Great Britain’s women’s team pursuit squad became world champions for the first time since 2014 on Saturday night, beating New Zealand in the final in Glasgow.
The quartet – composed of Katie Archibald, Elinor Barker, Josie Knight and Anna Morris – received a guard of honour from the GB staff once they stepped off their bikes, having clocked a 4-08.771, winning by over four and a half seconds.
The victory proved a poignant one for Archibald, who paid tribute to her late partner Rab Wardell with a title-winning ride in her home velodrome.
“She’s unbelievable,” said Barker, who also rode in the team with Archibald last time GB won gold at the World Championships. “It’s really hard to summarise the year she’s had, and how she feels about it, and how we feel about it. But just the fact she’s here is just insane. I don’t really know how she does it, to be honest.”
The team’s display inside the Sir Chris Hoy Velodrome was commanding. Having recorded the best time in both qualifying and the first round, the quartet fell behind marginally to the Kiwis at the start of their run, before Archibald took the reins at the midway point, and powered them into the lead.
The final pull for victory fell to Knight, who crossed the line with the Kiwis in sight.
“With a lap to go, I looked up and I could just see them,” Knight said. “I thought, ‘Even if I blow up completely here, as long as I can still see them, we’ve got this.’”
For the 26-year-old, the win marked a career-first world title – a feat that Morris and Meg Barker, who rode in the first round, also enjoyed.
“I’ve ridden a lot of world finals and come second, the biggest one being Tokyo [Olympics],” Knight said. “I’ve been wanting to win something big for a while, and this is my third team pursuit in the World Championships.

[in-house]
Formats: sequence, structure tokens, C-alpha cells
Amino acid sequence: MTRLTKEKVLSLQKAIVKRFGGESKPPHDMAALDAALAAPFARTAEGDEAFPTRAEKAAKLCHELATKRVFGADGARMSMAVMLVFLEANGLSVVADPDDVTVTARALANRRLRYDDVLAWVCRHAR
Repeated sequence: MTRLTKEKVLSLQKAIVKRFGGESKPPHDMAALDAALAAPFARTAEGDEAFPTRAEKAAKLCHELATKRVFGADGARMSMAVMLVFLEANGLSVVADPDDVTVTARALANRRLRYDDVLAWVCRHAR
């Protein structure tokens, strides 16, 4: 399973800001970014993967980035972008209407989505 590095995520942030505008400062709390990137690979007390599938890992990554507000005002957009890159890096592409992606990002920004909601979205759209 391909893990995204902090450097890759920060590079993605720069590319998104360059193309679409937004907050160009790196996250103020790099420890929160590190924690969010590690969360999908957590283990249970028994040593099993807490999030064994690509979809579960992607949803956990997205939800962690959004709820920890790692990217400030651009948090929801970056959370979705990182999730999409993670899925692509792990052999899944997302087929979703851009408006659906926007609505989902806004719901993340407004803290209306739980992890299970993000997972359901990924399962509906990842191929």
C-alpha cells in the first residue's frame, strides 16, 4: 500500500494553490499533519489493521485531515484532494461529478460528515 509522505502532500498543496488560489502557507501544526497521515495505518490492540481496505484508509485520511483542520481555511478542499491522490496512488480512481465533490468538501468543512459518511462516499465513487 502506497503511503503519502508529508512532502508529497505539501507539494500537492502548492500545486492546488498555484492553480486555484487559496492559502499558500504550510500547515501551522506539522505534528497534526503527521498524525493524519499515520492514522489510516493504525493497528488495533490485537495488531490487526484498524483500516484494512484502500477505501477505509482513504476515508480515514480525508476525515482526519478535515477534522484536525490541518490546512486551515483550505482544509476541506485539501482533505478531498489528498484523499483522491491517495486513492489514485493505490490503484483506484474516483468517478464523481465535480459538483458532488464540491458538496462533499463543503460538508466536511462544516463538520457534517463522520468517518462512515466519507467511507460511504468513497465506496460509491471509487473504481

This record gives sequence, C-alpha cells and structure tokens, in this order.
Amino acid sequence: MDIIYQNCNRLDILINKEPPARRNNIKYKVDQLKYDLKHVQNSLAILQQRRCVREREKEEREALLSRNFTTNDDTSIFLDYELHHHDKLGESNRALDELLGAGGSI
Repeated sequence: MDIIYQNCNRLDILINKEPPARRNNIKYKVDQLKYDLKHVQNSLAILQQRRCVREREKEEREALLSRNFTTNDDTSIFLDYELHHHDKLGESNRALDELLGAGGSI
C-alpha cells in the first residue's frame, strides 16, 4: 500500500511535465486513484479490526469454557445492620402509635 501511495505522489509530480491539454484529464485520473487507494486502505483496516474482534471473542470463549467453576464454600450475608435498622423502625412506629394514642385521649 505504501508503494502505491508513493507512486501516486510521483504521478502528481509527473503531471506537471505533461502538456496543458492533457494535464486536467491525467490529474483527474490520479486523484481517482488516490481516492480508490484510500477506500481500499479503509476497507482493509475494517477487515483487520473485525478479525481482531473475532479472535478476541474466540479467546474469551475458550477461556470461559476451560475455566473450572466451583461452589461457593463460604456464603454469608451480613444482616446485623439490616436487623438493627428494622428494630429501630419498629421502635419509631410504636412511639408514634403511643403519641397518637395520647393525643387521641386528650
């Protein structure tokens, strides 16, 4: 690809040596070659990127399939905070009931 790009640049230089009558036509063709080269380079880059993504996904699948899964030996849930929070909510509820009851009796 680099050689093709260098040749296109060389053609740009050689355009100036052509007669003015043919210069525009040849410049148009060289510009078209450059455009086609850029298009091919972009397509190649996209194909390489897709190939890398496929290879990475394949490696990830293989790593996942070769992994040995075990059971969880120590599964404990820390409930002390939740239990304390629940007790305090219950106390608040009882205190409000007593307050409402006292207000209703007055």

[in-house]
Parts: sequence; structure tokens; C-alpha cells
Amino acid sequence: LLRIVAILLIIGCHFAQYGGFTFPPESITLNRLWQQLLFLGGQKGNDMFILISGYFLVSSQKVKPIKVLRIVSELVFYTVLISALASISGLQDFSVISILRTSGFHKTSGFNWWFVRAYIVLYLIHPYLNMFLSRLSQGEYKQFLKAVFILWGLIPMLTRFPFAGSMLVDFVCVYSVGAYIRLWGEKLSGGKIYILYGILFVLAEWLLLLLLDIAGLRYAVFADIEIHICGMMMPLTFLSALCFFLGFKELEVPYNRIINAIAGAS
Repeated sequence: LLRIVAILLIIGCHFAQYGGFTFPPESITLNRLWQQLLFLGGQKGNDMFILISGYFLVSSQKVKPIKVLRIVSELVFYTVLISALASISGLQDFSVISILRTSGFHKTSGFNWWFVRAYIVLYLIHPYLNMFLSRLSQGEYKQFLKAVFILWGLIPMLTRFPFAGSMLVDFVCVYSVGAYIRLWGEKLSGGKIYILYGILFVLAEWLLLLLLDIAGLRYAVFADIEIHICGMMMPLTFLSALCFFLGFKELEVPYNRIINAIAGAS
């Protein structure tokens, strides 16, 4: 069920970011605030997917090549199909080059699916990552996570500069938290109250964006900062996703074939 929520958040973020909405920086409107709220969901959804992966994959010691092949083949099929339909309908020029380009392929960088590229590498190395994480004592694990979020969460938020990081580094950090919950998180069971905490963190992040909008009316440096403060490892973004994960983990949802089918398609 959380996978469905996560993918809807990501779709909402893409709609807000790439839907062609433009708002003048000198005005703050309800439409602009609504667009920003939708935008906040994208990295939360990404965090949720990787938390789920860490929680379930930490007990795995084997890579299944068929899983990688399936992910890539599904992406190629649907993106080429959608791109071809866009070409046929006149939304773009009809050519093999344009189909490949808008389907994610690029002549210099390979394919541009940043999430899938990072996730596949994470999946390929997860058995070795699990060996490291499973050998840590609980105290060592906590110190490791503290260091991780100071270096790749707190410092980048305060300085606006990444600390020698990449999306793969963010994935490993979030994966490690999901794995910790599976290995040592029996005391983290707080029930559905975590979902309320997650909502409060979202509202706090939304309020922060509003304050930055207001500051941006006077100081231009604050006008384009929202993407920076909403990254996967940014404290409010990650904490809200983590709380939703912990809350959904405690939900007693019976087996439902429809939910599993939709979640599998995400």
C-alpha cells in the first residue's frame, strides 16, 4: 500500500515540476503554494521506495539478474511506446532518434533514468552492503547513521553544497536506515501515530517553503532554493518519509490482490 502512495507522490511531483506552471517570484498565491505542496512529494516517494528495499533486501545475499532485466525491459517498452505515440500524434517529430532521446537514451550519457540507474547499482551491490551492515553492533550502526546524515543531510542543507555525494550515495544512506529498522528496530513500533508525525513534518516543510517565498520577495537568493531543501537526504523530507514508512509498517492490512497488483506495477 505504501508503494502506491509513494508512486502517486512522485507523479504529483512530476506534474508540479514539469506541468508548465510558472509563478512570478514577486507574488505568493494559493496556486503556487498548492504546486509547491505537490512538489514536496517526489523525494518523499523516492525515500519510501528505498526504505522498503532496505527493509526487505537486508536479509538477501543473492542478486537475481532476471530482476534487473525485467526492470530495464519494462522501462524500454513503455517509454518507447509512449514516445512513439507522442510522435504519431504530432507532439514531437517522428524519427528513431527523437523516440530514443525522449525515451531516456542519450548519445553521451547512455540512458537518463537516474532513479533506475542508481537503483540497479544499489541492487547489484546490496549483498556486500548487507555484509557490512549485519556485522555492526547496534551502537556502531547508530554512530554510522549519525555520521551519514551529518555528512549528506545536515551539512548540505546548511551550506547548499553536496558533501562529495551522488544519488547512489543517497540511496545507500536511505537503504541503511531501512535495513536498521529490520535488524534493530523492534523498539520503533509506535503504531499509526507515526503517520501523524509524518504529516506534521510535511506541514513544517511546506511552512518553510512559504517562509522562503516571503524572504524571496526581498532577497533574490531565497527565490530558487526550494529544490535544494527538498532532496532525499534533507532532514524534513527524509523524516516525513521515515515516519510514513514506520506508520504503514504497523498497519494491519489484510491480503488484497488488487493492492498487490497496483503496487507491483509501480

“It’s gone bronze, silver last year, and honestly, I was just so devastated on the podium last year, and I really didn’t want that to happen again.”
France beat the defending champions Italy to the bronze medal.
Danes end Italian dominance
In the men’s team pursuit, Denmark mirrored the British women in winning all three of their runs, and the gold medal.
The win ended a two-year streak of Italian dominance in the event, with Filippo Ganna’s quartet taking second, over two seconds down on the winning 3-45.161.
For Danish rider Rasmus Lund, the victory brought sweet revenge. “It’s good to be back,” he told Cycling Weekly. “I actually got a memory on Facebook today that it was two years ago that we lost in the final at the Olympics, exactly to the date. So it’s a bit of a revenge score. Now, it’s finally finished and we’re on top. It’s a really good feeling.”
Lund, who missed his team’s qualifier, has been struggling with two herniated discs in his spine, but was still able to pull a monstrous three-lap turn through the finish line. “I didn’t hear the bell for the last lap,” he smiled. “To be honest, I feel pretty cool. I think it’s an accomplishment that I didn’t really think was possible until today.”
The 25-year-old was joined by Niklas Larsen, Carl-Frederik Bévort and Lasse Leth on the podium to receive their rainbow jerseys. New Zealand came third.
The British men’s quartet – the defending champions – crashed out of qualifying, and did not compete in the finals.
More para gold for GB
After winning four world titles on Friday night, GB’s para-cyclists kept the party going at the start of Saturday’s evening session, taking two rainbow jerseys in the first two events, and a third later on.
The opener went to Sam Ruddock, who successfully defended his title in the C1 kilometre time trial. When it was clear his 1-12.210 time wouldn’t be beaten, the 33-year-old jumped for joy, collapsed to his knees and thumped the floor.
“It was a feeling of relief and elation all at the same time,” said Ruddock, who has cerebral palsy. “This is an event we didn’t expect to do this well in, because it was the secondary focus next to the individual pursuit. So to get it, and to see the Chinese drop off more than I expected, was a real shock.”
When Ruddock won his first rainbow jersey in the event last year, the Chinese riders were absent from the Championships. “To still be on top, with the best in the world now being here, bodes well for [the Paralympic Games] next year,” he grinned.
GB’s second world title of the evening was claimed by Blaine Hunt who, like Ruddock, doubled his rainbow jersey count with victory in the C5 kilo. Hunt’s victory in Glasgow was resounding, beating the USA’s Christopher Murphy by almost a second and a half in the four-lap event.
In the penultimate event of the night, Jaco van Gass won the C5 Scratch race, adding to his previous title in the kilo. Van Gass pipped fellow Brit Fin Graham to the line, after the pair had gained a lap on the field.